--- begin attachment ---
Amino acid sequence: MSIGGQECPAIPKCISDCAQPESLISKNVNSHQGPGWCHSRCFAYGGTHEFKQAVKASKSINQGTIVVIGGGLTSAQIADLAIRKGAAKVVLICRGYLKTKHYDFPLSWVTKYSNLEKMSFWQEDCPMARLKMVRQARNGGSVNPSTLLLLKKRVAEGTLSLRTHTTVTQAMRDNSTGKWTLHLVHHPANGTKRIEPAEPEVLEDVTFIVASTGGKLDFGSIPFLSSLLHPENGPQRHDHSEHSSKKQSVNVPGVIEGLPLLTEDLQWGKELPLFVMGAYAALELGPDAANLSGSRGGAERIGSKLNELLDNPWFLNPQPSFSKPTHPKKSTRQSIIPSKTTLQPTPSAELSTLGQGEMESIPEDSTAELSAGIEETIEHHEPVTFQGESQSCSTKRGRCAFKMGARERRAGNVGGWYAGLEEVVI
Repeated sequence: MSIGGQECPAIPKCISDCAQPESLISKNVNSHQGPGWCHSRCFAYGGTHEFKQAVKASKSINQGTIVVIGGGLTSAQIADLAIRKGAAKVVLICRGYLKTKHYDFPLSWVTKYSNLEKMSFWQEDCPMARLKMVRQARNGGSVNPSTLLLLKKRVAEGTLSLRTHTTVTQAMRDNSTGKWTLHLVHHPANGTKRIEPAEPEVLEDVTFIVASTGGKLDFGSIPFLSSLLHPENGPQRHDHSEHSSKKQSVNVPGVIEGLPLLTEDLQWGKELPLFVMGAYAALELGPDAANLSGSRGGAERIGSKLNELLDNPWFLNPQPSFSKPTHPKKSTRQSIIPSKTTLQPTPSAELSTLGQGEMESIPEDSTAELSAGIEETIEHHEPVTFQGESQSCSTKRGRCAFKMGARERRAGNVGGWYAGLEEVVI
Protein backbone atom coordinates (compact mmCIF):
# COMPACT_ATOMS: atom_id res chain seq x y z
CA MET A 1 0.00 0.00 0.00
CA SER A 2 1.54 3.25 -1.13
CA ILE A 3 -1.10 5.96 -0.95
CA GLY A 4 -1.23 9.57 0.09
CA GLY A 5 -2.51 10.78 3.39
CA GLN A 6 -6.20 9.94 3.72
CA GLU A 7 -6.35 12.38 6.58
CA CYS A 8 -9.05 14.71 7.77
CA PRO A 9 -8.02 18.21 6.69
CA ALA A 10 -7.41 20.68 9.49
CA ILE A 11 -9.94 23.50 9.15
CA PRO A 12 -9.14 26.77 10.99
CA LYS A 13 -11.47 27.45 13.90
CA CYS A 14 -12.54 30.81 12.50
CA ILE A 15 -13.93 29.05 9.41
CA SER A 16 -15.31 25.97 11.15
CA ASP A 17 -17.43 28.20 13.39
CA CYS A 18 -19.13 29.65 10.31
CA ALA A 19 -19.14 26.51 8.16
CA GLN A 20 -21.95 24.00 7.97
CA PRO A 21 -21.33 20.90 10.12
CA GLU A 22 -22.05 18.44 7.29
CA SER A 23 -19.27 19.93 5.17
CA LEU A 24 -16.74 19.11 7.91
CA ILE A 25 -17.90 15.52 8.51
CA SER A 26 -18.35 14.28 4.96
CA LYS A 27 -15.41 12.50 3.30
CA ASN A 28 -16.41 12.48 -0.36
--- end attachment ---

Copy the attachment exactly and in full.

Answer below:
Amino acid sequence: MSIGGQECPAIPKCISDCAQPESLISKNVNSHQGPGWCHSRCFAYGGTHEFKQAVKASKSINQGTIVVIGGGLTSAQIADLAIRKGAAKVVLICRGYLKTKHYDFPLSWVTKYSNLEKMSFWQEDCPMARLKMVRQARNGGSVNPSTLLLLKKRVAEGTLSLRTHTTVTQAMRDNSTGKWTLHLVHHPANGTKRIEPAEPEVLEDVTFIVASTGGKLDFGSIPFLSSLLHPENGPQRHDHSEHSSKKQSVNVPGVIEGLPLLTEDLQWGKELPLFVMGAYAALELGPDAANLSGSRGGAERIGSKLNELLDNPWFLNPQPSFSKPTHPKKSTRQSIIPSKTTLQPTPSAELSTLGQGEMESIPEDSTAELSAGIEETIEHHEPVTFQGESQSCSTKRGRCAFKMGARERRAGNVGGWYAGLEEVVI
Repeated sequence: MSIGGQECPAIPKCISDCAQPESLISKNVNSHQGPGWCHSRCFAYGGTHEFKQAVKASKSINQGTIVVIGGGLTSAQIADLAIRKGAAKVVLICRGYLKTKHYDFPLSWVTKYSNLEKMSFWQEDCPMARLKMVRQARNGGSVNPSTLLLLKKRVAEGTLSLRTHTTVTQAMRDNSTGKWTLHLVHHPANGTKRIEPAEPEVLEDVTFIVASTGGKLDFGSIPFLSSLLHPENGPQRHDHSEHSSKKQSVNVPGVIEGLPLLTEDLQWGKELPLFVMGAYAALELGPDAANLSGSRGGAERIGSKLNELLDNPWFLNPQPSFSKPTHPKKSTRQSIIPSKTTLQPTPSAELSTLGQGEMESIPEDSTAELSAGIEETIEHHEPVTFQGESQSCSTKRGRCAFKMGARERRAGNVGGWYAGLEEVVI
Protein backbone atom coordinates (compact mmCIF):
# COMPACT_ATOMS: atom_id res chain seq x y z
CA MET A 1 0.00 0.00 0.00
CA SER A 2 1.54 3.25 -1.13
CA ILE A 3 -1.10 5.96 -0.95
CA GLY A 4 -1.23 9.57 0.09
CA GLY A 5 -2.51 10.78 3.39
CA GLN A 6 -6.20 9.94 3.72
CA GLU A 7 -6.35 12.38 6.58
CA CYS A 8 -9.05 14.71 7.77
CA PRO A 9 -8.02 18.21 6.69
CA ALA A 10 -7.41 20.68 9.49
CA ILE A 11 -9.94 23.50 9.15
CA PRO A 12 -9.14 26.77 10.99
CA LYS A 13 -11.47 27.45 13.90
CA CYS A 14 -12.54 30.81 12.50
CA ILE A 15 -13.93 29.05 9.41
CA SER A 16 -15.31 25.97 11.15
CA ASP A 17 -17.43 28.20 13.39
CA CYS A 18 -19.13 29.65 10.31
CA ALA A 19 -19.14 26.51 8.16
CA GLN A 20 -21.95 24.00 7.97
CA PRO A 21 -21.33 20.90 10.12
CA GLU A 22 -22.05 18.44 7.29
CA SER A 23 -19.27 19.93 5.17
CA LEU A 24 -16.74 19.11 7.91
CA ILE A 25 -17.90 15.52 8.51
CA SER A 26 -18.35 14.28 4.96
CA LYS A 27 -15.41 12.50 3.30
CA ASN A 28 -16.41 12.48 -0.36